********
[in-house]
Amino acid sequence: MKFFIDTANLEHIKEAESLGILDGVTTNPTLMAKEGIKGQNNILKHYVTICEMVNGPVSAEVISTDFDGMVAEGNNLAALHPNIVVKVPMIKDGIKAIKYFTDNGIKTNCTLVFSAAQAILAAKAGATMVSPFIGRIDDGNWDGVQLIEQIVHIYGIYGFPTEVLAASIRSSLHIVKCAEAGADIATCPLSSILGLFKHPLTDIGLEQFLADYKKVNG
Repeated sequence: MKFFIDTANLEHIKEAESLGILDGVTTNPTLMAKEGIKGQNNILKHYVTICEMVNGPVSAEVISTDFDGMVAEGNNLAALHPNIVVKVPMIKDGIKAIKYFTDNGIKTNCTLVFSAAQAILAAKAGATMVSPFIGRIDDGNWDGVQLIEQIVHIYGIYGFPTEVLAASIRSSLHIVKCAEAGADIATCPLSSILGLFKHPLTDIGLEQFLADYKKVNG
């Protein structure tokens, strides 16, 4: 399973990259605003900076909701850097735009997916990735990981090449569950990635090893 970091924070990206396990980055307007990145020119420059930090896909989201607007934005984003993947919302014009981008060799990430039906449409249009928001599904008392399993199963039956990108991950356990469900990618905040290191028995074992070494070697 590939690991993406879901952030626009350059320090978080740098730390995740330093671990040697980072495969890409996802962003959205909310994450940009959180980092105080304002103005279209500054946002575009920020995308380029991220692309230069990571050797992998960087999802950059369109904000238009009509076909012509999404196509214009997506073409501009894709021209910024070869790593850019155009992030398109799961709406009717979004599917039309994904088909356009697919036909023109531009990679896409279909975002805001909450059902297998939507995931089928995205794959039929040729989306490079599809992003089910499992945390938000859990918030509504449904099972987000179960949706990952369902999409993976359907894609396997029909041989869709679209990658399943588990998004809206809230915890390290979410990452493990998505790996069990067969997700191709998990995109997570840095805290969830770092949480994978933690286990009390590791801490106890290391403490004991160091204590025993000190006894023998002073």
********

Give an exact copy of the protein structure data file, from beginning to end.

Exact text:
[in-house]
Amino acid sequence: MKFFIDTANLEHIKEAESLGILDGVTTNPTLMAKEGIKGQNNILKHYVTICEMVNGPVSAEVISTDFDGMVAEGNNLAALHPNIVVKVPMIKDGIKAIKYFTDNGIKTNCTLVFSAAQAILAAKAGATMVSPFIGRIDDGNWDGVQLIEQIVHIYGIYGFPTEVLAASIRSSLHIVKCAEAGADIATCPLSSILGLFKHPLTDIGLEQFLADYKKVNG
Repeated sequence: MKFFIDTANLEHIKEAESLGILDGVTTNPTLMAKEGIKGQNNILKHYVTICEMVNGPVSAEVISTDFDGMVAEGNNLAALHPNIVVKVPMIKDGIKAIKYFTDNGIKTNCTLVFSAAQAILAAKAGATMVSPFIGRIDDGNWDGVQLIEQIVHIYGIYGFPTEVLAASIRSSLHIVKCAEAGADIATCPLSSILGLFKHPLTDIGLEQFLADYKKVNG
């Protein structure tokens, strides 16, 4: 399973990259605003900076909701850097735009997916990735990981090449569950990635090893 970091924070990206396990980055307007990145020119420059930090896909989201607007934005984003993947919302014009981008060799990430039906449409249009928001599904008392399993199963039956990108991950356990469900990618905040290191028995074992070494070697 590939690991993406879901952030626009350059320090978080740098730390995740330093671990040697980072495969890409996802962003959205909310994450940009959180980092105080304002103005279209500054946002575009920020995308380029991220692309230069990571050797992998960087999802950059369109904000238009009509076909012509999404196509214009997506073409501009894709021209910024070869790593850019155009992030398109799961709406009717979004599917039309994904088909356009697919036909023109531009990679896409279909975002805001909450059902297998939507995931089928995205794959039929040729989306490079599809992003089910499992945390938000859990918030509504449904099972987000179960949706990952369902999409993976359907894609396997029909041989869709679209990658399943588990998004809206809230915890390290979410990452493990998505790996069990067969997700191709998990995109997570840095805290969830770092949480994978933690286990009390590791801490106890290391403490004991160091204590025993000190006894023998002073």